The Clean Life: Part II

By Christopher Golden

Chief Opinions Editor

Published: Tuesday, February 21, 2012

Updated: Wednesday, February 22, 2012


 As the Spring 2012 semester is well under way at Holy Cross, one might notice that the campus isn't necessarily the same place that it was in mid-December Most notably, is the presence of a new president, Father Boroughs. Similar to my article in the last issue of The Crusader, I would like to take the time to go on a very brief digression. I would like to welcome Father Boroughs to Holy Cross. Unfortunately, I have had quite the hectic schedule in the beginning of the semester, and was not able to attend any official events. That being said, I look forward to the numerous strengths and ideas that Father Boroughs brings to the table in order to continue the excellent administration Holy Cross has been blessed with.
   With that being said, I will continue along the path that I started way back in December, when I mentioned the polarization inherent throughout America at the mention of one, Timothy Tebow. To repeat, Tim Tebow is one of the most glaring examples of what it means to have a "clean" lifestyle, or to be thought of as the "nice" or "good" guy. He visits the sick, he has a plethora of charitable activities, and he doesn't get into fights. He has a pretty level head on his shoulder. Essentially, he is not your typical athlete. You do not see him shooting himself in the leg at parties, getting into fights at parties, or dancing wildly like a goon at a party after a tough loss. However, he has been at parties, but it is mere coincidence that I mention all parties, and at those parties some other athletes have garnered a good amount of negative press for antics. Tebow, not so much. The guy lives an incredibly clean lifestyle, and yet many people seem to have a problem with that.
   Why does a "cleaner" lifestyle have to involve rancor and insult? Why does somebody who chooses to live in such a style be dismissively called a "prude," or a "tool?" Does the fact that they to not partake in certain activities automatically make them boring, or any less of a person? Experience and what I here through the grapevine would lead me to assume so. I will not lie that the culture of young people is awful these days, especially on the college campus. As I have said before, you either fit the certain "mold" or you don't, and God help you if you don't. I've heard so many girls complain about "nice guys" not being around. Frankly, you have no idea what a nice guy is, because I can guarantee that there are several in front of you if you take one second to open your eyes, remove the blinders, or get the rosy-colored glasses off. It would seem that there are two dimensions, the "nice guy," and the "ew, he's a tool, guy." Living cleanly, and by that I mean "not putting yourself into compromising situations," is not a sin. I think it is admirable, but I'm probably in the minority here. I do not think refusing to touch a drop of alcohol, or a cigarette is grounds to completely alienate somebody. Yet, partaking in those activities does not make you a bad person either, just wanted to point that out!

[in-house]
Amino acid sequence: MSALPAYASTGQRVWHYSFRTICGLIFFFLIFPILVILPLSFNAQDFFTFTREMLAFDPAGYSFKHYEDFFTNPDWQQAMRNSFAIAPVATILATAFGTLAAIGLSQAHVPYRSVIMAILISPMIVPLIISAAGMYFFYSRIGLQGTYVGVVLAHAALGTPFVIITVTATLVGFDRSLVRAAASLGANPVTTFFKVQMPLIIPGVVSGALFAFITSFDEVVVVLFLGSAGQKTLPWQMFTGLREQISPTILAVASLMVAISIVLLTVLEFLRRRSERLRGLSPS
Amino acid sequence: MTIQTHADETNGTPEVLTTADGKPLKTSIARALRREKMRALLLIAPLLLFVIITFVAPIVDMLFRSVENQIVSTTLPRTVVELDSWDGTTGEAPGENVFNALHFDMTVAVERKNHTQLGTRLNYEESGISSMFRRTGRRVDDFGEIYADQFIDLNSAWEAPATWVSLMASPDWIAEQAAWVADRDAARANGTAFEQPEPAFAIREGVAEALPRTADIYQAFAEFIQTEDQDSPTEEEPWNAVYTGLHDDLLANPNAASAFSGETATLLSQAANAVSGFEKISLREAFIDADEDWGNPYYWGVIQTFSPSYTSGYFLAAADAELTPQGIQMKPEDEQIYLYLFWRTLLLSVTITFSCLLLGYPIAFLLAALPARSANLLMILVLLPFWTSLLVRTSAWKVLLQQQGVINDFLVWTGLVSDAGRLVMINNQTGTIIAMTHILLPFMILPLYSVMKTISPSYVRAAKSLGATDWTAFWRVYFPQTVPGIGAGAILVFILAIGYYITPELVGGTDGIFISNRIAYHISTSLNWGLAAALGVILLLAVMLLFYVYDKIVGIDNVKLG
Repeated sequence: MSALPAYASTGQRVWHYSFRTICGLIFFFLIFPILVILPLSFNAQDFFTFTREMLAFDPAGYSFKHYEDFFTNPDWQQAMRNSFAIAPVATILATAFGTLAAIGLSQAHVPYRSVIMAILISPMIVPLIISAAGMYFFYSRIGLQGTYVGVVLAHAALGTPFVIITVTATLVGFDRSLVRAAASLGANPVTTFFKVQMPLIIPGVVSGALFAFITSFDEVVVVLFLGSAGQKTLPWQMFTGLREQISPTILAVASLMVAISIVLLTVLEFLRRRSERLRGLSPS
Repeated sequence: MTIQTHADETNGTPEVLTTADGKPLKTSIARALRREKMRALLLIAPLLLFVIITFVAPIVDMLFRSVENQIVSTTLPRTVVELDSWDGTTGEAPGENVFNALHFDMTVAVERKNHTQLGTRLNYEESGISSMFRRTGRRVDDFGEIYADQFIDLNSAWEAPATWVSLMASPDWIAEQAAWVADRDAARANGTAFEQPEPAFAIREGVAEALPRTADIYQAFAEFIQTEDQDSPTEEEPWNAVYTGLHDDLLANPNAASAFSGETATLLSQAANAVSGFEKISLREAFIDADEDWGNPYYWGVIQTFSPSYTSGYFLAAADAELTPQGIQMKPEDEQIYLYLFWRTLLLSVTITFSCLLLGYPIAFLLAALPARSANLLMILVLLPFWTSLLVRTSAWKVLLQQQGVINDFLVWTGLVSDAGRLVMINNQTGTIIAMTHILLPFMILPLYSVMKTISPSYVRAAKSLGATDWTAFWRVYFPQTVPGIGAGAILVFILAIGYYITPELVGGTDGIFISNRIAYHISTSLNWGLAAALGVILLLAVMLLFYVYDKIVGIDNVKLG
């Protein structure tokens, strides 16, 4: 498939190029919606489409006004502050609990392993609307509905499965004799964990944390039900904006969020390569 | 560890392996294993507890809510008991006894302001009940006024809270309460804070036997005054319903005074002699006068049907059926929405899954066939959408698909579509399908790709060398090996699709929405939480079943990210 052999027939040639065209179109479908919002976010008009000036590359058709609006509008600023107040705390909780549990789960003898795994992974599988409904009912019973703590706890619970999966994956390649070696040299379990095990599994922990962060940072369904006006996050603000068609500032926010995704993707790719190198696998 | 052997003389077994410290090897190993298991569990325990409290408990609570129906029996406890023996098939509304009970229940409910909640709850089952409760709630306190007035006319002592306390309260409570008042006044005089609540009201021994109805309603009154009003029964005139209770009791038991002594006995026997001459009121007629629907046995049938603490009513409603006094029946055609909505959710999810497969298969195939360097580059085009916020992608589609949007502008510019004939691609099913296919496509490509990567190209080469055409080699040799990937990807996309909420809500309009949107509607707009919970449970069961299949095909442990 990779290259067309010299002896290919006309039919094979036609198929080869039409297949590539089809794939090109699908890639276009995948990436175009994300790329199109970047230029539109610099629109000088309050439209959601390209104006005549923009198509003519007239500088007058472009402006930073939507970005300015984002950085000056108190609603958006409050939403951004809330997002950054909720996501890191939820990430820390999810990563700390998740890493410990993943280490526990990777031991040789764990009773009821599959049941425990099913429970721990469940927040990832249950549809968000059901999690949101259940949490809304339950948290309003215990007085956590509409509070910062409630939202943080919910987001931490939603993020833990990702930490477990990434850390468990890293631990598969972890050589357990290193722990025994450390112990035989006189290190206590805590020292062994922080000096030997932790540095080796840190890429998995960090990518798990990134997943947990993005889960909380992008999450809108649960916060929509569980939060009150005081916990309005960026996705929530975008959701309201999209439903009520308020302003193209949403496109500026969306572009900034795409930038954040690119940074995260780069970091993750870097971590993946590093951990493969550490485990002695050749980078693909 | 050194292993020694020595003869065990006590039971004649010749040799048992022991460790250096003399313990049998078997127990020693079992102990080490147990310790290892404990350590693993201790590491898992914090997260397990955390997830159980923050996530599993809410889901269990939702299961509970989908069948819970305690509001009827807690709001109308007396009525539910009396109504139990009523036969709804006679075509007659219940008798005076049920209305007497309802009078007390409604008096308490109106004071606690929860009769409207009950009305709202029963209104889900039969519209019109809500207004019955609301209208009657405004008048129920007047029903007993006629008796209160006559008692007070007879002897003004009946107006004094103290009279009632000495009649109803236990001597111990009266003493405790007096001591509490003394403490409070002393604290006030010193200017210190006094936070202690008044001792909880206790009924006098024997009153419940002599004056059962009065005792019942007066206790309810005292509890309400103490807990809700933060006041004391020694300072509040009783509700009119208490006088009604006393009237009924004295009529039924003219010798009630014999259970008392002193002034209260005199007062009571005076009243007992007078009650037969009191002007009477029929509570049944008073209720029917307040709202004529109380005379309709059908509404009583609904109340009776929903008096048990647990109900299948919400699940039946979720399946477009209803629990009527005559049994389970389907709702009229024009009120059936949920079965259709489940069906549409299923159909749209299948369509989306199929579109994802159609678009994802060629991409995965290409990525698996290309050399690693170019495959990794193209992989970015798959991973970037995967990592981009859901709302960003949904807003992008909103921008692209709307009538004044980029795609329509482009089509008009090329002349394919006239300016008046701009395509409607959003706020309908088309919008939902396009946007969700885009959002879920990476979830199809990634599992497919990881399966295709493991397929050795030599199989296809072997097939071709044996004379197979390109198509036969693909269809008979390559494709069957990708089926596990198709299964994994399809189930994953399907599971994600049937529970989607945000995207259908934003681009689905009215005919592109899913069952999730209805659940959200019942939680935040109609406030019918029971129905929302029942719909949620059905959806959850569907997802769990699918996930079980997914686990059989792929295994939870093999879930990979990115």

So the question remains, why do some consider a lifestyle of "not taking chances" so lame and pathetic? In my opinion, there are a few reasons. First, I would say it is jealousy. Somebody is upset that they lack the discipline and mental fortitude to say no, and they just want to bring another down by demeaning them. They are insecure, and want to feel better by making somebody feel insecure about their own choices, so that the former can feel great about their own choices. Second, I would say pure spite. A person sees somebody different, and decides that they are pathetic. There is no rhyme or reason to it, the one person just generally has these notions that there is a certain lifestyle to live, and those that do not partake in it are simply lost, or not worthy to even recognize. Finally, I would say that there is the "bandwagon effect." Everybody else, probably in one of the first two categories is ragging on somebody, so why not? There might be good people out there whose friends choose to look down on somebody. There could be incentive to join. Finally, there is the "fear of the unknown." Somebody sees a lifestyle that they don't often see, the clean one, and they do not see a lot of it. Therefore, it might be totally new to them, and they are just uncomfortable or surprised at one's choices. This group of people has no ill will, but is just unsure of what to think, not necessarily looking down, but not praising.
   Of course, many are probably just plain indifferent, but nonetheless, prior experience has told me that the clean lifestyle is looked down upon more often than not. Go to any "comments" section on a Tebow article, any article, and see the drivel posted there. Again, I'm not saying there is only one lifestyle, but some do subjectively call a certain set of actions "clean living." Think of Ned Flanders on "The Simpsons," the stereotypical "goody two shoes" who does nothing wrong and you'll get my point. For the record, I am not saying smoking or drinking makes you unclean, but there is a label that can be applied to those that do not partake in those activities. Think "prude." Can't we all just get along and agree to disagree? I certainly don't care about other's lifestyles; unless I am affected in a negative way. I encourage you to do the same. Besides, why not like what Tebow stands for? His style is refreshing in terms of celebrities these days!


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